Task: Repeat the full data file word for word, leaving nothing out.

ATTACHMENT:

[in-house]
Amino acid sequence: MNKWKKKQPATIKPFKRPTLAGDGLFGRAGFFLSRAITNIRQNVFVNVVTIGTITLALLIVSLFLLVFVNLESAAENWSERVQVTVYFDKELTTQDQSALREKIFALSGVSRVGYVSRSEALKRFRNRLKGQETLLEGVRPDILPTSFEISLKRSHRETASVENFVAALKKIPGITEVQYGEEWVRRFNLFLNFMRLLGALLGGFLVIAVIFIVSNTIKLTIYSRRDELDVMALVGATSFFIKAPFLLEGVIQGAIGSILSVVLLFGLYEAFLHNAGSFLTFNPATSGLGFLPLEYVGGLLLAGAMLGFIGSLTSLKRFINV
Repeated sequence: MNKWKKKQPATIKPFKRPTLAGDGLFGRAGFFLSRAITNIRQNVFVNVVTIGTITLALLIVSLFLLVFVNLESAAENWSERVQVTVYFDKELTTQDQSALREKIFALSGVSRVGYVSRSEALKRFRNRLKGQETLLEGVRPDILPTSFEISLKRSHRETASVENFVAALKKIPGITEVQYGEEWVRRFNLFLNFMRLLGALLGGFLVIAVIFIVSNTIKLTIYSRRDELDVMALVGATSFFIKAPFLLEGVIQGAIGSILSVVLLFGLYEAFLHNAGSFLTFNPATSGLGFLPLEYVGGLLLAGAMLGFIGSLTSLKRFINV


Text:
[in-house]
Amino acid sequence: MNKWKKKQPATIKPFKRPTLAGDGLFGRAGFFLSRAITNIRQNVFVNVVTIGTITLALLIVSLFLLVFVNLESAAENWSERVQVTVYFDKELTTQDQSALREKIFALSGVSRVGYVSRSEALKRFRNRLKGQETLLEGVRPDILPTSFEISLKRSHRETASVENFVAALKKIPGITEVQYGEEWVRRFNLFLNFMRLLGALLGGFLVIAVIFIVSNTIKLTIYSRRDELDVMALVGATSFFIKAPFLLEGVIQGAIGSILSVVLLFGLYEAFLHNAGSFLTFNPATSGLGFLPLEYVGGLLLAGAMLGFIGSLTSLKRFINV
Repeated sequence: MNKWKKKQPATIKPFKRPTLAGDGLFGRAGFFLSRAITNIRQNVFVNVVTIGTITLALLIVSLFLLVFVNLESAAENWSERVQVTVYFDKELTTQDQSALREKIFALSGVSRVGYVSRSEALKRFRNRLKGQETLLEGVRPDILPTSFEISLKRSHRETASVENFVAALKKIPGITEVQYGEEWVRRFNLFLNFMRLLGALLGGFLVIAVIFIVSNTIKLTIYSRRDELDVMALVGATSFFIKAPFLLEGVIQGAIGSILSVVLLFGLYEAFLHNAGSFLTFNPATSGLGFLPLEYVGGLLLAGAMLGFIGSLTSLKRFINV